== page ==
“These are really good. I like that they don’t taste like pure sugar. We got to get these.”
That’s a quote from my 13-year-old after he tried Duchy Originals Highland All Butter Shortbread. At the Natural Products Expo, I was given some samples of the cookies created by Prince Charles’ line of natural and organic foods. His Duchy Originals brand has been sold mainly in the U.K. since it began in 1992, but it’s being brought to America. The company is starting with its shortbread cookies and biscuits.
Prince Charles, who last year gave an impressive call-to-action speech about sustainable farming at Georgetown University’s Future of Food conference, had the gardens at his residence’s Duchy Home Farms converted to organic in 1986 and started using food grown on the farm in Duchy Originals food line in 1992.
I like the Duchy Originals Good Food Charter. It says simply that every product “is good,” “does good” and “tastes good.”
"Is good” means that the company uses sustainable farming methods and expert producers to create the products.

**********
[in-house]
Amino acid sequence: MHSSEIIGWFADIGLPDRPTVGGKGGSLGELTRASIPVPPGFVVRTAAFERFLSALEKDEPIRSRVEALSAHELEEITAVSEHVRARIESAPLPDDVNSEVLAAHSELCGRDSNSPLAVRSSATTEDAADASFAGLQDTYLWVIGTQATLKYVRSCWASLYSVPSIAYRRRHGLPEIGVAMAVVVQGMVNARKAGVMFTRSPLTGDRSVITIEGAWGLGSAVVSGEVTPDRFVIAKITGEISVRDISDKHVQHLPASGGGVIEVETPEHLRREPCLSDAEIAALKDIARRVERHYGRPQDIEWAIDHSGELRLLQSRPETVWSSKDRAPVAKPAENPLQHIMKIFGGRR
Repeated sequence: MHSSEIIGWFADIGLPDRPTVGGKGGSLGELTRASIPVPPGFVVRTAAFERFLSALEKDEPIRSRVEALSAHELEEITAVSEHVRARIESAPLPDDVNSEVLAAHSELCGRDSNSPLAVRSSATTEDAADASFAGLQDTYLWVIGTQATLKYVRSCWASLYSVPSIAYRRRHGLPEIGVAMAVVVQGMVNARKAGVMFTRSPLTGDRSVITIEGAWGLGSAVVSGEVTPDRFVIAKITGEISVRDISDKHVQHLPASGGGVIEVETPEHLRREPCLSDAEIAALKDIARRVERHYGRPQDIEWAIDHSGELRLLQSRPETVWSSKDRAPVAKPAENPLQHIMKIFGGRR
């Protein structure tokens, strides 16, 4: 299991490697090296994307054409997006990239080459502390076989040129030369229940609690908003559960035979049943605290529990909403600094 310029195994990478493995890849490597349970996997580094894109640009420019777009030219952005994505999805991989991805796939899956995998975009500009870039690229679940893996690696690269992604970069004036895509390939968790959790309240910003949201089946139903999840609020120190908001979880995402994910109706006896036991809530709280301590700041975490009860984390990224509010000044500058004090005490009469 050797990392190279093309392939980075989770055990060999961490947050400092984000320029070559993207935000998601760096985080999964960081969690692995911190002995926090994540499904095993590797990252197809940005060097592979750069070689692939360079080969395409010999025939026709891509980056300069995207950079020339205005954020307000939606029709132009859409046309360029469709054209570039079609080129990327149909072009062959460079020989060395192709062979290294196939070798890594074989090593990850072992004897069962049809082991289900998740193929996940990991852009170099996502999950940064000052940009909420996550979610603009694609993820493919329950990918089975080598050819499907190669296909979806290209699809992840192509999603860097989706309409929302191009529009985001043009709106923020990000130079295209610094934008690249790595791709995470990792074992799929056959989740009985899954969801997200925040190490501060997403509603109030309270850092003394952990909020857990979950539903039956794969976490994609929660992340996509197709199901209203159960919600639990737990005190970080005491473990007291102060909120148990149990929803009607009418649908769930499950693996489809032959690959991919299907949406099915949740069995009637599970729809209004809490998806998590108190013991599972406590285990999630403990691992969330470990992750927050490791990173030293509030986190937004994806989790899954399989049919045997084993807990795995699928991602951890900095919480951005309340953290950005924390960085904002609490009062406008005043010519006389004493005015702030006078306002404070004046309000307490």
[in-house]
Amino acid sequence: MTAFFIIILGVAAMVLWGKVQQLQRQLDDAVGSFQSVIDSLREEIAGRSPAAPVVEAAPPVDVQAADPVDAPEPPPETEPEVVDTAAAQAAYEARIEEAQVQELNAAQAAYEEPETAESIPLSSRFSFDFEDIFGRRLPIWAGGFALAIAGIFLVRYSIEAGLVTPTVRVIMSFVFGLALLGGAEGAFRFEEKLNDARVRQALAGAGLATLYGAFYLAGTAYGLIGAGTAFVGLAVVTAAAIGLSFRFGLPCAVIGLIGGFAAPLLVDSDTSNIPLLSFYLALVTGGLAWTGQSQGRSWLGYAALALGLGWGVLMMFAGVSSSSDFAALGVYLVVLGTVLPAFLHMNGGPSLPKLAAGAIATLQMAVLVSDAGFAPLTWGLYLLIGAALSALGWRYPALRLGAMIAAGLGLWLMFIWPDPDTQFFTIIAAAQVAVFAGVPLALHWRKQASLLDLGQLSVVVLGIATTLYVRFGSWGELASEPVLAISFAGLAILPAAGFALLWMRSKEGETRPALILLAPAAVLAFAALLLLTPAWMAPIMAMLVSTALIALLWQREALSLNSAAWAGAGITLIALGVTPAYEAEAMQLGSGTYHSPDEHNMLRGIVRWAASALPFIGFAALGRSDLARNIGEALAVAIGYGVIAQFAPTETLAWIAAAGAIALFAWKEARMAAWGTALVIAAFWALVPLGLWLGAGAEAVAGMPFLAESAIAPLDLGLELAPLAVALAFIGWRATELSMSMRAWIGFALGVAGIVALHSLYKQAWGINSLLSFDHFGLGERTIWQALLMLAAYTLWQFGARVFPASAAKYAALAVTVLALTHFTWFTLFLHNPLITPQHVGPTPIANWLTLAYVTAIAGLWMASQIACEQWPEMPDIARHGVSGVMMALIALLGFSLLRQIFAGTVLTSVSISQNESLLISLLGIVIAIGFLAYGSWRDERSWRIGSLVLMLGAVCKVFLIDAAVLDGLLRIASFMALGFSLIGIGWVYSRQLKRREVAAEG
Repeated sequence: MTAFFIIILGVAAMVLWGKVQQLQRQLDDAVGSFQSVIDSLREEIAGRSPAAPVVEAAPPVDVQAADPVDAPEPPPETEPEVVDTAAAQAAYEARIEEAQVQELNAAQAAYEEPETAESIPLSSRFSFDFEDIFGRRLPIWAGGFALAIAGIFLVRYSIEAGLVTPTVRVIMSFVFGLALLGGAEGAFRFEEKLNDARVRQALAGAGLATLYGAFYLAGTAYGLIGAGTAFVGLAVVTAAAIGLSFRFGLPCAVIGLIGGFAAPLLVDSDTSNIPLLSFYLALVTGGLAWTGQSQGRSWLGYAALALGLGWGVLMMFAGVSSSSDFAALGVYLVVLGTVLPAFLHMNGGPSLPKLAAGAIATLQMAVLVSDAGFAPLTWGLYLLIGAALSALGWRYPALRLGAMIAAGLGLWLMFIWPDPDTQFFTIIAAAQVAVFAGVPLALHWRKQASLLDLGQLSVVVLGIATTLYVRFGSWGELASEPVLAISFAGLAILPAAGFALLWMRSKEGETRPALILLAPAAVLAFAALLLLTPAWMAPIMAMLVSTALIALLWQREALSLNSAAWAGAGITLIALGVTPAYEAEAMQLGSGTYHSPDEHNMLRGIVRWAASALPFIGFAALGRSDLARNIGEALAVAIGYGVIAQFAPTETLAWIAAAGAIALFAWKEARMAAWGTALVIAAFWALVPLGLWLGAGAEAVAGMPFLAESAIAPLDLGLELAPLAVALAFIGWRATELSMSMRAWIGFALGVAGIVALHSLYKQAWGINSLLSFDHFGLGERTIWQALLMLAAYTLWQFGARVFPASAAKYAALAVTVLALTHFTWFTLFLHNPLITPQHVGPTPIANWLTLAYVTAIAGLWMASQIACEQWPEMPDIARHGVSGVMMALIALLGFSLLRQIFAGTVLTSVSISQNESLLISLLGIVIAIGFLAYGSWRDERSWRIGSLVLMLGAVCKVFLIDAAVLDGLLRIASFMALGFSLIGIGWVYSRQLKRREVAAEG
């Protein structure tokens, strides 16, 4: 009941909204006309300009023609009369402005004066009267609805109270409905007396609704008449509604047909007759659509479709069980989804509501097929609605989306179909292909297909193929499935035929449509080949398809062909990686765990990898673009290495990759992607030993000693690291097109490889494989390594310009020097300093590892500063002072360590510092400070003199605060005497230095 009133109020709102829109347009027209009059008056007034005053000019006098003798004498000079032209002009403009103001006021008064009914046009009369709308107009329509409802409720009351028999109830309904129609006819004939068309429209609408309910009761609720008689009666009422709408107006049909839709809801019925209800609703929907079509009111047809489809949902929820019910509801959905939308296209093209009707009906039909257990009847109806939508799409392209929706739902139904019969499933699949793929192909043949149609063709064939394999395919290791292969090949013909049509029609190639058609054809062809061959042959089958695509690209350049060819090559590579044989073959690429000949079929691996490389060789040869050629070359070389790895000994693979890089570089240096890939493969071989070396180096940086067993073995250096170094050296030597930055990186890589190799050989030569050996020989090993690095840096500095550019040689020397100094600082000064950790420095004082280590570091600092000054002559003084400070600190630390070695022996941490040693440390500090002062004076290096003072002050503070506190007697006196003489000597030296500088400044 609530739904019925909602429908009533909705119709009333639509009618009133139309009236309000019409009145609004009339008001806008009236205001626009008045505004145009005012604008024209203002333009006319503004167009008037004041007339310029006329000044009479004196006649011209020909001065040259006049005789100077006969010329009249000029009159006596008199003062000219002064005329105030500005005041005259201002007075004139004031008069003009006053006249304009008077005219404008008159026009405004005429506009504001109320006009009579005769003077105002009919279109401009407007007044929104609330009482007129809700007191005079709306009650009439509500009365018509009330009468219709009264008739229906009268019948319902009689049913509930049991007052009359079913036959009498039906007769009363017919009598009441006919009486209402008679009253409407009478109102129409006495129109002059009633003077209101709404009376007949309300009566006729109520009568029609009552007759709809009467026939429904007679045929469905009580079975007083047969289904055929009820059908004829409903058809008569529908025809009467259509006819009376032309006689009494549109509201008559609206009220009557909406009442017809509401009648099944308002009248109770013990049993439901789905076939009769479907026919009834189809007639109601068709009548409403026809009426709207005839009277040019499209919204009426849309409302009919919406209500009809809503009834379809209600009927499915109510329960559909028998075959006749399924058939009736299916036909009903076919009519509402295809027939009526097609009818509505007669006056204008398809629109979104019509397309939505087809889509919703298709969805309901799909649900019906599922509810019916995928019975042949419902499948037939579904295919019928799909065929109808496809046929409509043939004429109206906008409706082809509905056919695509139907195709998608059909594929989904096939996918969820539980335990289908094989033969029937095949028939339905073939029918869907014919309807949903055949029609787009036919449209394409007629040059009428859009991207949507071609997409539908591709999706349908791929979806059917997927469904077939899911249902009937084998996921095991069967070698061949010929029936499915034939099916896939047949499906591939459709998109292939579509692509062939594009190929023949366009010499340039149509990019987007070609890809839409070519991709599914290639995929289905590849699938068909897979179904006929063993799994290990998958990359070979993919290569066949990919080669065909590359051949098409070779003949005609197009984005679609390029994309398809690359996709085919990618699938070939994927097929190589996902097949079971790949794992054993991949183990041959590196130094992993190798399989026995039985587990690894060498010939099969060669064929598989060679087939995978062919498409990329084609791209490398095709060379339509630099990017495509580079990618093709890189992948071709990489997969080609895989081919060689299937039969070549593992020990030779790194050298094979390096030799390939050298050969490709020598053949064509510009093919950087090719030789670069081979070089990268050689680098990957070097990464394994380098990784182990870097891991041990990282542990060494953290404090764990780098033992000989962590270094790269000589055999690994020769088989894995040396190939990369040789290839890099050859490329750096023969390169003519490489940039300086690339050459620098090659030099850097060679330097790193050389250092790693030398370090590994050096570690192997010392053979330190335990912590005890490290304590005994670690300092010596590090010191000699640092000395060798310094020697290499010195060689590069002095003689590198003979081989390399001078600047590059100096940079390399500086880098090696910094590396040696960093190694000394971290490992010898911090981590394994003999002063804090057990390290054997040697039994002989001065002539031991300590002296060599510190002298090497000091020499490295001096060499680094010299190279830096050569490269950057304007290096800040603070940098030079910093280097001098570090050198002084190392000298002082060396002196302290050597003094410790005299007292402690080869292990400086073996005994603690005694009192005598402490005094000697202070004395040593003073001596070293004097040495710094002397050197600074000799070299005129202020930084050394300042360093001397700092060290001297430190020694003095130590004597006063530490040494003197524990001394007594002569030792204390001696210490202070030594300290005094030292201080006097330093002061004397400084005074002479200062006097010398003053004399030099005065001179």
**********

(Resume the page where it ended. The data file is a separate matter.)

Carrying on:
"Does good" means that a portion of sale of Duchy Originals goes to charity through The Prince of Wales Charitable Foundation.
"Tastes good" means they create the finest products made with the finest ingredients. (My son would totally agree with the “tastes good” part.)
What are these fine ingredients in the shortbread? They’re all natural, non-GMO, Kosher and suitable for vegetarians. The butter used comes from cows that have been given no antibiotics or bovine growth hormones. Some of the flour used in the shortbread is grown on the organic Duchy Home Farms.
What I liked best about the taste of Highland All Butter Shortbread was something my son touched on — they don’t taste like pure sugar. They’re the type of cookie that you can have just one or two of and not have an incredible desire to keep eating the rest of the box like you can have with overly sugary cookies. One or two, with a nice cup of tea, would make a lovely afternoon snack.